Updated Feb. 19 at 1:10 p.m.
The city of Sugar Land has rescinded the boil-water notice for the Greatwood water system, which provides water to the Greatwood and Greatwood Lakes communities, as of 12:20 pm. Feb. 19.
No portion of Sugar Land is currently under a boil-water notice. However, boil notices remain in effect for the 10 Missouri City MUDs included later in this article.
Posted Feb. 18 at 3:28 p.m.
Power and water has been restored to much of the Sugar Land and Missouri City communities as of 10 a.m. Feb. 18.
“Things are looking better,” Missouri City City Council Member Floyd Emery said in a press conference Feb. 18. “Once we get past it sounds like tomorrow night, we should have some decent weather and we can start trying to get back to somewhat of a normal living.”
Here are local updates from both cities regarding electricity, water, road conditions and warming centers.
Missouri City Mayor Robin Elackatt said in a lunchtime press conference that just 1.3% of Missouri City holdholds remained without power, down from 51% the day prior. Power has also been restored for most Sugar Land residents, the city said in a Feb. 18 press release.
“These numbers are significantly lower,” Elackatt said during the press conference. “We're looking forward to having all the households and businesses back online.”
As of 9 a.m. Feb. 18, CenterPoint Energy, the energy delivery company for much of the Greater Houston area, showed 98.5% of its customers have power.
In Sugar Land, all four water systems are on regular power and fully functional, the city said in a press release the morning of Feb. 18.
Sugar Land's Greatwood and Greatwood Lakes communities remain under a boil water notice until test results show the water is safe to consume. The rest of the city is not under a boil water notice.
Missouri City Utilities Manager Todd Hoover said 10 of the 34 of municipal utility districts located within the city are under a boil water notice.
Residents living in the following MUDs are asked to boil their water for at least two minutes prior to consumption to ensure it is safe to drink. Check to see which MUD your neighborhood is located in here.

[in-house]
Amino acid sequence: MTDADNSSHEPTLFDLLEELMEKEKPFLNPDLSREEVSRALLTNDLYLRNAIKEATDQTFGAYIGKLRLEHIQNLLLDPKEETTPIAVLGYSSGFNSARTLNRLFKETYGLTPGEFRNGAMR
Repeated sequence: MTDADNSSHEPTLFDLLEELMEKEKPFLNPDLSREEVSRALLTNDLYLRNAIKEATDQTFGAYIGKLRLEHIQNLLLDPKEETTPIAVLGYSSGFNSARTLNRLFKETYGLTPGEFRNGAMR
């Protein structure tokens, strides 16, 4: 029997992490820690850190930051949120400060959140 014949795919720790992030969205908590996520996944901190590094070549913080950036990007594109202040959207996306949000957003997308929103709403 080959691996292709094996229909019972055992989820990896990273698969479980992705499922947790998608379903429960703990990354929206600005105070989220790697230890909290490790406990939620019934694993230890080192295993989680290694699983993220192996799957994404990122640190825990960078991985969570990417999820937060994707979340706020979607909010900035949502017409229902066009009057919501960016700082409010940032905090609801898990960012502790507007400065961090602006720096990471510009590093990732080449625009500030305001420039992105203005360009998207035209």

- Quail Valley Utility District
- Palmer Plantation No. 1
- Palmer Plantation No. 2
- Harris County WCID-Fondren Road
- Southwest Harris County MUD No. 1
- Thunderbird Utility District System No. 1
- Fort Bend WCID No. 2
- Harris County MUD No. 122
- Fort Bend MUD No. 49
- Fort Bend MUD No. 26
Hoover said while water may be discolored, it is still safe to drink once boiled. Once the boil water notices are lifted, something Hoover said could take five to seven days, residents will be asked to flush their water lines to rid any lasting discoloration.
Missouri City does not operate any of the MUDs within the city, so residents experiencing issues related to their water are asked to contact the MUD directly, Hoover said.
All Sugar Land and Missouri City roads are passable as snow and ice has continued to melt, city officials said.
However, Texas Parkway between Independence Boulevard and Grand Park Drive was temporarily closed due to power line issues.
With temperatures expected to dip below freezing again overnight Feb. 18, Missouri City officials said they, in partnership with Fort Bend County, will continue to operate the warming center at the Missouri City Recreation and Tennis Center until Feb. 20 at noon.
Missouri City acting Fire Chief Mario Partida said the city was able to serve 22 individuals at this warming center—which is located at 2701 Cypress Point Drive—on Feb. 17.
Updates on other warming centers in Fort Bend County are available here.
For more information about how the city of Sugar Land and the city of Missouri City are responding to the ongoing effects of the winter storm visit their websites.